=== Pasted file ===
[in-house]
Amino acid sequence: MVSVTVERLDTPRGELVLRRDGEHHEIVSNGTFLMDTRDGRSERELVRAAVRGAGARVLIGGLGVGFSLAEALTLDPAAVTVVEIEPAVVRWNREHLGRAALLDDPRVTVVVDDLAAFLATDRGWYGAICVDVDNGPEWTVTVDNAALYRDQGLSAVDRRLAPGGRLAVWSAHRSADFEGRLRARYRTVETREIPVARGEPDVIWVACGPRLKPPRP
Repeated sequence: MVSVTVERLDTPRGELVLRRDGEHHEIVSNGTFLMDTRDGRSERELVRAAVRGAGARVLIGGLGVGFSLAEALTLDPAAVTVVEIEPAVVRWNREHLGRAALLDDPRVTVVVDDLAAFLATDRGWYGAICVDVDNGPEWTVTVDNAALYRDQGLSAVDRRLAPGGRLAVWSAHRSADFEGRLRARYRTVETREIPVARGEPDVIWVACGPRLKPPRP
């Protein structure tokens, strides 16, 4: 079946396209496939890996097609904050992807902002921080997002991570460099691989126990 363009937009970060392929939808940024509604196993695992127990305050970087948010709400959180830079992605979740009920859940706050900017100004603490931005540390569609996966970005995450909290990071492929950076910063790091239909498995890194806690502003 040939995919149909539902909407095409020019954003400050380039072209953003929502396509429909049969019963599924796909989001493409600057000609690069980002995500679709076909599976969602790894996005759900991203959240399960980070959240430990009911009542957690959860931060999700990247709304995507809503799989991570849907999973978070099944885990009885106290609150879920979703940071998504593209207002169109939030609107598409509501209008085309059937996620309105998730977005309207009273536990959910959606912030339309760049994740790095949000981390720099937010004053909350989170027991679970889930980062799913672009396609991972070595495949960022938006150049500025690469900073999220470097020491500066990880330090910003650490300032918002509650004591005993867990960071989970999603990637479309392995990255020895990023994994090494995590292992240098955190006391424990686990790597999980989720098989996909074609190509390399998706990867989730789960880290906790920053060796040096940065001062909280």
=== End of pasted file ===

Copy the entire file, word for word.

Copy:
[in-house]
Amino acid sequence: MVSVTVERLDTPRGELVLRRDGEHHEIVSNGTFLMDTRDGRSERELVRAAVRGAGARVLIGGLGVGFSLAEALTLDPAAVTVVEIEPAVVRWNREHLGRAALLDDPRVTVVVDDLAAFLATDRGWYGAICVDVDNGPEWTVTVDNAALYRDQGLSAVDRRLAPGGRLAVWSAHRSADFEGRLRARYRTVETREIPVARGEPDVIWVACGPRLKPPRP
Repeated sequence: MVSVTVERLDTPRGELVLRRDGEHHEIVSNGTFLMDTRDGRSERELVRAAVRGAGARVLIGGLGVGFSLAEALTLDPAAVTVVEIEPAVVRWNREHLGRAALLDDPRVTVVVDDLAAFLATDRGWYGAICVDVDNGPEWTVTVDNAALYRDQGLSAVDRRLAPGGRLAVWSAHRSADFEGRLRARYRTVETREIPVARGEPDVIWVACGPRLKPPRP
């Protein structure tokens, strides 16, 4: 079946396209496939890996097609904050992807902002921080997002991570460099691989126990 363009937009970060392929939808940024509604196993695992127990305050970087948010709400959180830079992605979740009920859940706050900017100004603490931005540390569609996966970005995450909290990071492929950076910063790091239909498995890194806690502003 040939995919149909539902909407095409020019954003400050380039072209953003929502396509429909049969019963599924796909989001493409600057000609690069980002995500679709076909599976969602790894996005759900991203959240399960980070959240430990009911009542957690959860931060999700990247709304995507809503799989991570849907999973978070099944885990009885106290609150879920979703940071998504593209207002169109939030609107598409509501209008085309059937996620309105998730977005309207009273536990959910959606912030339309760049994740790095949000981390720099937010004053909350989170027991679970889930980062799913672009396609991972070595495949960022938006150049500025690469900073999220470097020491500066990880330090910003650490300032918002509650004591005993867990960071989970999603990637479309392995990255020895990023994994090494995590292992240098955190006391424990686990790597999980989720098989996909074609190509390399998706990867989730789960880290906790920053060796040096940065001062909280």